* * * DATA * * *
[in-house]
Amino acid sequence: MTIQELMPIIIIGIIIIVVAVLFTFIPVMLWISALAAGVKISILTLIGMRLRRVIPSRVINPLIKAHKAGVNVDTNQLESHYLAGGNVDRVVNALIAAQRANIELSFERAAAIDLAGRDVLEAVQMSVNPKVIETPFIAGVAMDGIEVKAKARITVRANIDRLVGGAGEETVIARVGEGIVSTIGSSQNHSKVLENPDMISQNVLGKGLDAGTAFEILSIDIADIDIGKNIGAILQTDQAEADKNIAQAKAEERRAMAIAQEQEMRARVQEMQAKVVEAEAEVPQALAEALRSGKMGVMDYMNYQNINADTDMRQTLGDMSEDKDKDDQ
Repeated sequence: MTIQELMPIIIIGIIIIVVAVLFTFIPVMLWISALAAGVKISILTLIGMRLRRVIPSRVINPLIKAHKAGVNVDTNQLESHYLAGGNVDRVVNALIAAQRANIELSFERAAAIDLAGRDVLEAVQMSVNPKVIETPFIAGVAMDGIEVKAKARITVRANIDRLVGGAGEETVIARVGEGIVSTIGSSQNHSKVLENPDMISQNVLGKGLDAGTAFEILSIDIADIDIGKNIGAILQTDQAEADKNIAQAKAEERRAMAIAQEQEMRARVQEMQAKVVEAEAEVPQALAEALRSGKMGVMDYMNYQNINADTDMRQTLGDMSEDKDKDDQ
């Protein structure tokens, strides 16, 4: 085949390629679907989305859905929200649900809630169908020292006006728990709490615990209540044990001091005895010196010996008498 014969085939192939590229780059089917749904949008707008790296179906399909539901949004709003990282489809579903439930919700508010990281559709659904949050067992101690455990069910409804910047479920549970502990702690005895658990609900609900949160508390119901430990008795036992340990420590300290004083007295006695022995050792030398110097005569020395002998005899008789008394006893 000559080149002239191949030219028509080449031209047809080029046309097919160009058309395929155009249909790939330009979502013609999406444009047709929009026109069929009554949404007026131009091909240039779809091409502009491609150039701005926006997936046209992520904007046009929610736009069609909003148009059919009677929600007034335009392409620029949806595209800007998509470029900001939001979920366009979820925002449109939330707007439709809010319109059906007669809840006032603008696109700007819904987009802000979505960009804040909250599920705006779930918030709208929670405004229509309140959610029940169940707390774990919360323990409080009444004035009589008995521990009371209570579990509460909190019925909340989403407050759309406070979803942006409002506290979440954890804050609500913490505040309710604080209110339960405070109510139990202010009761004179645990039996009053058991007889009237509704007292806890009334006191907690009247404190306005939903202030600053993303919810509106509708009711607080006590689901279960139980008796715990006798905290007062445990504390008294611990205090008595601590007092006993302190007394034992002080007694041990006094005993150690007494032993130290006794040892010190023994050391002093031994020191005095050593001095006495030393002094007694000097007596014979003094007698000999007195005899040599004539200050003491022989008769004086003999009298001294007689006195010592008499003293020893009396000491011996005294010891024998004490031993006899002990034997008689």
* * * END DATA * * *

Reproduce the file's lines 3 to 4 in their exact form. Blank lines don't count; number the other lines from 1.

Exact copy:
Repeated sequence: MTIQELMPIIIIGIIIIVVAVLFTFIPVMLWISALAAGVKISILTLIGMRLRRVIPSRVINPLIKAHKAGVNVDTNQLESHYLAGGNVDRVVNALIAAQRANIELSFERAAAIDLAGRDVLEAVQMSVNPKVIETPFIAGVAMDGIEVKAKARITVRANIDRLVGGAGEETVIARVGEGIVSTIGSSQNHSKVLENPDMISQNVLGKGLDAGTAFEILSIDIADIDIGKNIGAILQTDQAEADKNIAQAKAEERRAMAIAQEQEMRARVQEMQAKVVEAEAEVPQALAEALRSGKMGVMDYMNYQNINADTDMRQTLGDMSEDKDKDDQ
């Protein structure tokens, strides 16, 4: 085949390629679907989305859905929200649900809630169908020292006006728990709490615990209540044990001091005895010196010996008498 014969085939192939590229780059089917749904949008707008790296179906399909539901949004709003990282489809579903439930919700508010990281559709659904949050067992101690455990069910409804910047479920549970502990702690005895658990609900609900949160508390119901430990008795036992340990420590300290004083007295006695022995050792030398110097005569020395002998005899008789008394006893 000559080149002239191949030219028509080449031209047809080029046309097919160009058309395929155009249909790939330009979502013609999406444009047709929009026109069929009554949404007026131009091909240039779809091409502009491609150039701005926006997936046209992520904007046009929610736009069609909003148009059919009677929600007034335009392409620029949806595209800007998509470029900001939001979920366009979820925002449109939330707007439709809010319109059906007669809840006032603008696109700007819904987009802000979505960009804040909250599920705006779930918030709208929670405004229509309140959610029940169940707390774990919360323990409080009444004035009589008995521990009371209570579990509460909190019925909340989403407050759309406070979803942006409002506290979440954890804050609500913490505040309710604080209110339960405070109510139990202010009761004179645990039996009053058991007889009237509704007292806890009334006191907690009247404190306005939903202030600053993303919810509106509708009711607080006590689901279960139980008796715990006798905290007062445990504390008294611990205090008595601590007092006993302190007394034992002080007694041990006094005993150690007494032993130290006794040892010190023994050391002093031994020191005095050593001095006495030393002094007694000097007596014979003094007698000999007195005899040599004539200050003491022989008769004086003999009298001294007689006195010592008499003293020893009396000491011996005294010891024998004490031993006899002990034997008689």